Does anyone remember the billboard that was up for one day long the Gardiner Expressway/Highway 427 basket weave (you can’t call it a cloverleaf) that mentioned Rob Ford and ended with a quote from John 8:7? The “cast the first stone” verse is a bad choice of quote, since, well, what is the context? If I recall my Bible correctly, a woman who committed adultery faced a public death by stoning. Jesus intervened and made his famous order that any man who was there (they were all men doing the stoning) who was “without sin” cast the first stone. I take this, and I believe not altogether incorrectly, that any man present who had also not been adulterous cast the first stone. “Sin” in this context usually always means having sex when you are not supposed to. They had, by how I interpret that parable, all been sinful, and likely sinful in the same way. I can say how this is a commentary on how we as humans tend to be the most passionate accusers of other people’s sins which we have ourselves committed, but you’ll be spared. Instead, I draw your attention to the fact that the “sins” are equivalent. All people Jesus faces are guilty of the same or similar sins.

We are given the impression through this sign that I, a sinner have no right to call out a mayor who smokes crack or acts in a highly unprofessional manner in many ways. This only works if my “sins” are equivalent to Ford’s (in this case, vices of many descriptions including drugs and sex). Not all of us smoke crack or consort with prostitutes and drug dealers. I think that makes the majority of our population free of such “sins”.

Rob Ford is not Jesus. Jesus did not smoke crack, nor did Jesus find himself in the company of crack dealers. If it were, it would only to be to get them to repent their crack-dealing ways forever. Jesus was never in “a drunken stupor”. Also, unlike Jesus, most of Ford’s wounds are self-inflicted, if we are to carry the “wound” analogy. Ford has a bigger problem that can’t just be confessed away, and it goes beyond any problems “us common folk” have. These are problems involving criminals, and the police. This is a larger set of personal problems that would dwarf most of ours by orders of magnitude. And they are all problems that Rob Ford made for himself.

Rob Ford is not like us. Not like us at all.

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christian christianity church

Happy 400th, KJV! (and Hamlet!)

Am I the only one who noticed that the King James Bible, written in 1611, is 400 years old this year? While I am not certain exactly what kind of a celebration we would have as a culture, but I believe that at least some mention is in order.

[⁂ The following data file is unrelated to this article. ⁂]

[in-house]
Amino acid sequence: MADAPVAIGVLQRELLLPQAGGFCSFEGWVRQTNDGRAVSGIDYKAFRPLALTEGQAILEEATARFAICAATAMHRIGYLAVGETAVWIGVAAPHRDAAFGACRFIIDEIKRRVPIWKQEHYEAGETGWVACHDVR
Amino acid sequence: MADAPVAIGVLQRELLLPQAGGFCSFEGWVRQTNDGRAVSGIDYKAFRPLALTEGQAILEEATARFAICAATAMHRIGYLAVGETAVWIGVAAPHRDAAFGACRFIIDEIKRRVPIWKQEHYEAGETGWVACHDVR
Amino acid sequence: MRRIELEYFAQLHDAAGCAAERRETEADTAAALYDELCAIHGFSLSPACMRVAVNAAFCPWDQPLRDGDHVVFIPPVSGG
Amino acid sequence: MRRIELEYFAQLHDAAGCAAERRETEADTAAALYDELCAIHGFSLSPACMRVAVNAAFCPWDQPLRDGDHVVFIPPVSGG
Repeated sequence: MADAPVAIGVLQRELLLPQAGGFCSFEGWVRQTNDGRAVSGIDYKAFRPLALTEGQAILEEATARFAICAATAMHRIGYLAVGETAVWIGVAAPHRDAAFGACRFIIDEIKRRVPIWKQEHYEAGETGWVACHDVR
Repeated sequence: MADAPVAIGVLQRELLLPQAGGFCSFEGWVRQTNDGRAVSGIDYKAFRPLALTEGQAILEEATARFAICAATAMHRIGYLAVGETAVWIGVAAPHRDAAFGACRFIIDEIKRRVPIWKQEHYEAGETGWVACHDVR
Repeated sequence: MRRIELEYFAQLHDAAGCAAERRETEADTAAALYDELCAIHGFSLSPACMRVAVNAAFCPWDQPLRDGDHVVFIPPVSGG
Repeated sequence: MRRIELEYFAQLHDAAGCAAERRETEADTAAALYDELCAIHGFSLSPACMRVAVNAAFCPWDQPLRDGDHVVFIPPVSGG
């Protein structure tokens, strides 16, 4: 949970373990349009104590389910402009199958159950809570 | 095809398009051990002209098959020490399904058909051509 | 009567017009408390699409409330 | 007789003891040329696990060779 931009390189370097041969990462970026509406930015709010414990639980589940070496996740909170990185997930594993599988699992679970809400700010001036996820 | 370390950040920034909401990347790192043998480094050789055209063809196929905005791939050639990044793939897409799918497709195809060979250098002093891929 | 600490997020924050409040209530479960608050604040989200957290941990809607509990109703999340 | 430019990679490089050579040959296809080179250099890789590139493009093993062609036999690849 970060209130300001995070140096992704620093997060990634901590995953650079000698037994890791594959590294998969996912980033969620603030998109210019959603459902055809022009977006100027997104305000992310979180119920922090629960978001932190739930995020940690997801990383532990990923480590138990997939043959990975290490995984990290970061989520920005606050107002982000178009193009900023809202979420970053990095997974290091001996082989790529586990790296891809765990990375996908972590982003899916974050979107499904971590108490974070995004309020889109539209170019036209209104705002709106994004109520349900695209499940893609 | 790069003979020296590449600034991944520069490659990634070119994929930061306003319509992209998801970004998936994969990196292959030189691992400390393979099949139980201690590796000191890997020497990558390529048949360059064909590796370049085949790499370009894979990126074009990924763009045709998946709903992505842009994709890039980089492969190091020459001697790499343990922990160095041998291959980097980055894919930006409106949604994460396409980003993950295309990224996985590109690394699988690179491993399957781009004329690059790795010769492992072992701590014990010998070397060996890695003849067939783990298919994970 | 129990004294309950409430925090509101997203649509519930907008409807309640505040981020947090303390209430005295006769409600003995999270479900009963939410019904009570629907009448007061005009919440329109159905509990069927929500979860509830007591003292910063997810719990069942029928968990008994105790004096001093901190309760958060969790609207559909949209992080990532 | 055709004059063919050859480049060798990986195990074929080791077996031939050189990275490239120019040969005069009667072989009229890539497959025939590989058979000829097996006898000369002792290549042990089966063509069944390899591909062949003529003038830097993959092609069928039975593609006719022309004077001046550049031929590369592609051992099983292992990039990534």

I remember that 1611 was the date, because 1611 was the same year Hamlet was completed, my most favourite of Shakespearian plays. I also think about the KJV, because my profession, education, has it to thank for introducing the elementary school system and teaching children of all families how to read. In 1611 english, the KJV was written for a grade 6 reading level.  There is a modern Bible, also aimed at the same reading level, written in modern English: The Good News Bible.

The KJV, as I understand it, is still widely read, but is not considered the most accurate translation. It appears that the NAV (New American Version) of the Bible is the most authoritative to my understanding, but aimed at a higher reading level.

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Forgiveness

As I understand it, forgiveness is something that is given after the other party has admitted wrongdoing. If they had not, then forgiveness is futile, except maybe in one’s mind. In other words, if I had wronged you, and I don’t say I am sorry — in fact, I refuse to even acknowledge that wrong was done — then it would sound absurd for you to say to me “I forgive you”. It falls on deaf ears. I know I said that before, but it is worth repeating. There are a lot of wrongdoers in my life, who seem to have a warped sense of morals, who think in their own minds they have done nothing wrong; that they are perfect somehow.

I guess for some people, the two simple words “I’m sorry” are the most difficult words to say in the English language. It is an admission that you are not perfect, and with it an acceptance, I guess, of a certain loss of self-esteem (which seemed too high to begin with). After that, there should be an attempt to make up for it — a reparative justice, like the Greeks used to do.

But it seems for some people, it has gone beyond that, especially where rape and other forms of irrepairable harm was committed.